China’s top legislature adopts decision on Hong Kong’s electoral reform
Published: Mar 11, 2021 03:21 PM
Hong Kong Photo: VCG

Hong Kong Photo: VCG


Chinese lawmakers voted overwhelmingly on Thursday to adopt a decision on improving the electoral system of the Hong Kong Special Administrative Region (HKSAR) at the closing of the fourth session of the 13th National People's Congress (NPC), the country's top legislature, in a move to fix the loopholes in local governance. 

A total of 2,895 votes were for the draft decision, zero voted against it and one abstained. A long round of applause broke out when the decision was approved, real-time broadcast footage showed.

At Chinese Premier Li Keqiang's press conference after the two sessions concluded, Li said the decision for improving Hong Kong's electoral system is clearcut, and aims to adhere to the "one country, two systems" principle, while the principle of "patriots governing Hong Kong" will also ensure the steady implementation of the "one country, two systems."

The passage of the decision reflected a collective will to solve deep-seated political flaws in Hong Kong society that were clouding its future development, analysts said. 

One week after China's top legislature officially introduced on March 4 a comprehensive reform plan for Hong Kong's electoral system into this year's two sessions agenda, Chinese lawmakers held group discussions concerning the draft decision on improving Hong Kong's electoral reform. 

The draft decision came up with detailed measures including enhancing the functions and roles of the Election Committee for electing Legislative Council (LegCo) lawmakers and the region's chief executive, expanding the scope of candidates to make local elections more representative and setting up a high-level vetting committee to ensure candidates meet the principle of "patriots governing Hong Kong" - a fundamental baseline set by Chinese top officials on Hong Kong affairs. 

The decision came after the city experienced the most serious social turmoil in recent years, triggered by anti-government protests and instigated by radical opposition parties colluding with foreign anti-China forces. 

As a highlight of China's most important annual political meetings in 2021, Hong Kong's electoral reform will soon be implemented following the enactment of the national security law for Hong Kong, another significant piece of lawmaking to plug the loopholes in national security in the city and to restore stability after months of radical anti-government protests that turned into black-clad riots. 

Local officials, lawmakers and scholars in Hong Kong see these two pieces of legislation as major steps to fix the problems accumulated over the years since the city returned to the motherland in 1997, clarifying long-term misunderstandings over the "one country, two systems" principle and restoring the constitutional order of the city as one of China's special administrative regions (SAR).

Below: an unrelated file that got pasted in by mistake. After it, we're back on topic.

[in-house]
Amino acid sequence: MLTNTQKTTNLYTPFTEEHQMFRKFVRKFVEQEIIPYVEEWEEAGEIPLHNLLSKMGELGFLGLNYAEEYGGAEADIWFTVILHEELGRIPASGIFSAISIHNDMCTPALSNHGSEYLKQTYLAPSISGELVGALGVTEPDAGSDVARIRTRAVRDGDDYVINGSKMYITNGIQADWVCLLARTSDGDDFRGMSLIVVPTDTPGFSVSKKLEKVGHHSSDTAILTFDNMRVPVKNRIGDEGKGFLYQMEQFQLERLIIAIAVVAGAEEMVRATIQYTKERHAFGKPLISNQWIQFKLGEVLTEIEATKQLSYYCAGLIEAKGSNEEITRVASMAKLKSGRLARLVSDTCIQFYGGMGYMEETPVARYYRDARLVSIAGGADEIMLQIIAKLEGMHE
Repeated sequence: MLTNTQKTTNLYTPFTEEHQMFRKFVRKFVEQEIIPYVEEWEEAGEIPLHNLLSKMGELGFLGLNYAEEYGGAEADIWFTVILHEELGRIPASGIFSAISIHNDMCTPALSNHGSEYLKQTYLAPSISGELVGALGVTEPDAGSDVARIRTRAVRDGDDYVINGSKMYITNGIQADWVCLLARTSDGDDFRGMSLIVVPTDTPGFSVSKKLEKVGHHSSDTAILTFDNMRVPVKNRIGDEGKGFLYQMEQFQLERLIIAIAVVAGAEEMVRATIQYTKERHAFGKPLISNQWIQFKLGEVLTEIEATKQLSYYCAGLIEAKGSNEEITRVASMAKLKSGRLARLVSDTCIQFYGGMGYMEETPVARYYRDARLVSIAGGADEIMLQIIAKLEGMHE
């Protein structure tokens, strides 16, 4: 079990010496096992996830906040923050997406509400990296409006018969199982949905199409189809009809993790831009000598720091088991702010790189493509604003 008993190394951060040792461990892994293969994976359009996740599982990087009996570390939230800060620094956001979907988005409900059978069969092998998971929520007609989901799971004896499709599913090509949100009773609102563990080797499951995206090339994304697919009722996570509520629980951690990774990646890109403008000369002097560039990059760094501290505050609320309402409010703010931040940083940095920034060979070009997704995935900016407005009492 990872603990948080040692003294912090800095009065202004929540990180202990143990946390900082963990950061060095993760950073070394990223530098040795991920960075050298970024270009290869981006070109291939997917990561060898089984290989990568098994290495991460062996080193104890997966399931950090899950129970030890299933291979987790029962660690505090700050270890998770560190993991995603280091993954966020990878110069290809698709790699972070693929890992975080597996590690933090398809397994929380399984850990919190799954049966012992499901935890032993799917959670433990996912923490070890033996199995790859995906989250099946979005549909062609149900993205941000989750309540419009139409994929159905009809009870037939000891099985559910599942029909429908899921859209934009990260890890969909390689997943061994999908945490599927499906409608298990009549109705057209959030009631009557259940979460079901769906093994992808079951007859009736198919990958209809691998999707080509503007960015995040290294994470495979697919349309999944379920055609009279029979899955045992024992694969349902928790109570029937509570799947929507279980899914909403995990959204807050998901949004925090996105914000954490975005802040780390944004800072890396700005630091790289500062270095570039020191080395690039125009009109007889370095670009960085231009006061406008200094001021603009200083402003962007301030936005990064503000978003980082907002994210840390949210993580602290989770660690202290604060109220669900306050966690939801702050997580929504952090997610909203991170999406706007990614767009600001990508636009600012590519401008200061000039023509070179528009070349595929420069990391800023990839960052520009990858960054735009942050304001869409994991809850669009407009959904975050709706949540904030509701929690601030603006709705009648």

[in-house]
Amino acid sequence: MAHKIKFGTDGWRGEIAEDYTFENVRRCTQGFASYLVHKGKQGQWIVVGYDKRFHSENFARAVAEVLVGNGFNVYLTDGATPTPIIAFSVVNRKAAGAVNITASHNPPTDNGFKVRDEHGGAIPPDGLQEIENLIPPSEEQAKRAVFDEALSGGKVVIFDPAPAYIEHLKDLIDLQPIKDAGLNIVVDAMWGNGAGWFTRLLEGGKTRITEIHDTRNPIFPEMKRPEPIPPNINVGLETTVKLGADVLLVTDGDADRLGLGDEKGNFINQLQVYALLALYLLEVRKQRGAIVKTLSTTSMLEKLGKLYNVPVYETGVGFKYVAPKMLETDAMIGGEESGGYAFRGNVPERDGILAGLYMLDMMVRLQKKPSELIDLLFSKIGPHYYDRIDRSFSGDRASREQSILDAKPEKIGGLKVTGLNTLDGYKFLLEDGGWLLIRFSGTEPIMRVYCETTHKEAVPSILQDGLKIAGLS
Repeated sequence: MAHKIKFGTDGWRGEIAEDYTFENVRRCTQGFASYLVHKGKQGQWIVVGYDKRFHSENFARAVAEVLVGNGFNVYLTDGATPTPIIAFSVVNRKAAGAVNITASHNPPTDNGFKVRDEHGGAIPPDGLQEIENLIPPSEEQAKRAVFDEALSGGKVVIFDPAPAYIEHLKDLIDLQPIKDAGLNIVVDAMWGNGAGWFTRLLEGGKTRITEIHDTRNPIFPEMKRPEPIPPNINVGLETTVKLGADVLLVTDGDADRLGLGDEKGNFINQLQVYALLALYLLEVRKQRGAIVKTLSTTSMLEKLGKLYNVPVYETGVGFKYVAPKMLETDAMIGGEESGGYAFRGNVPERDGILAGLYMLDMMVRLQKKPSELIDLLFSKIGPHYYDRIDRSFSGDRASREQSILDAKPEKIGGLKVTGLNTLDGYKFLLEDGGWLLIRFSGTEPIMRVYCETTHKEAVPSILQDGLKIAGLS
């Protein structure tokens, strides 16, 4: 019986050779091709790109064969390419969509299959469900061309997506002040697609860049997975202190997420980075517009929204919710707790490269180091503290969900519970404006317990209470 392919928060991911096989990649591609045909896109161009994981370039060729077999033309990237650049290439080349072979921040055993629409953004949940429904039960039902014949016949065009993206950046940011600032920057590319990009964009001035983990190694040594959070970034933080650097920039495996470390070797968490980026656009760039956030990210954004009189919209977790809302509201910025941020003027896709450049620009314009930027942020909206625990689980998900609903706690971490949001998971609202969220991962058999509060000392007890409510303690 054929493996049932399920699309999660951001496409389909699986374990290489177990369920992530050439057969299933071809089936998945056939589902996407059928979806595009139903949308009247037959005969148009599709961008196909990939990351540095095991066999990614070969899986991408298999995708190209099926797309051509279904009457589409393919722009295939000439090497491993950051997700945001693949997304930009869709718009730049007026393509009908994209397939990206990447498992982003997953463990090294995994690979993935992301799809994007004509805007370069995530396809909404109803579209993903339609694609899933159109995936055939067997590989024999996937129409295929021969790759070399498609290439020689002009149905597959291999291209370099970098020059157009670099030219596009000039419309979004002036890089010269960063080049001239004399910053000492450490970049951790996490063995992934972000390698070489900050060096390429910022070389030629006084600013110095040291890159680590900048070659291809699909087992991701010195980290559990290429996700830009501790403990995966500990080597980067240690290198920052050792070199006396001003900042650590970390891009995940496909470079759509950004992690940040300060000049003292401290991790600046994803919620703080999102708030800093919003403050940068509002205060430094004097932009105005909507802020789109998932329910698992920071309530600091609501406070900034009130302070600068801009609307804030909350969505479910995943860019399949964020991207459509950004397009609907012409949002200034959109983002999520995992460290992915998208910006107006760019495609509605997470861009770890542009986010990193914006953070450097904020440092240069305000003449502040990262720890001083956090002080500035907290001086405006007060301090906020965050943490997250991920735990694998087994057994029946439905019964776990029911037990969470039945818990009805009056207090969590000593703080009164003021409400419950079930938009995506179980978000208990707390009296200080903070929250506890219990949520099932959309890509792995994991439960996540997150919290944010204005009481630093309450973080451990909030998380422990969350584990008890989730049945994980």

To expand the scope of participation and reach a balanced representation, the number of seats on the Election Committee will be increased from 1,200 to 1,500. The number of seats in the LegCo will be increased from 70 to 90, with a balanced distribution of seats returned by geographical constituencies, functional constituencies and the Election Committee, according to the decision. 

The Election Committee shall be composed of 1,500 members from the five sectors with a newly added sector -- Hong Kong deputies to the NPC, Hong Kong members of the National Committee of the Chinese People's Political Consultative Conference and representatives of Hong Kong members of related national organizations. 

To plug existing loopholes by screening out unqualified participants in the political life in Hong Kong, a candidate qualification review committee of the HKSAR shall be established, which will be responsible for reviewing and confirming the qualifications of candidates for Election Committee members, the Chief Executive, and the LegCo members.

Members of the LegCo shall include members returned by the Election Committee, those returned by functional constituencies, and those returned by geographical constituencies through direct elections.

In accordance with the decision and the Basic Law's Annex I and Annex II amended by the NPC Standing Committee, the HKSAR shall amend relevant local laws, and organize and regulate election activities accordingly.

The Hong Kong Special Administrative Region government voiced support to the passage of decision on improving Hong Kong's electoral system and said it will provide the NPC Standing Committee with views on the composition of the five sectors of the Election Committee, with a view to ensuring the Election Committee fulfills the requirements of being broadly representative and reflecting the overall interests of Hong Kong society.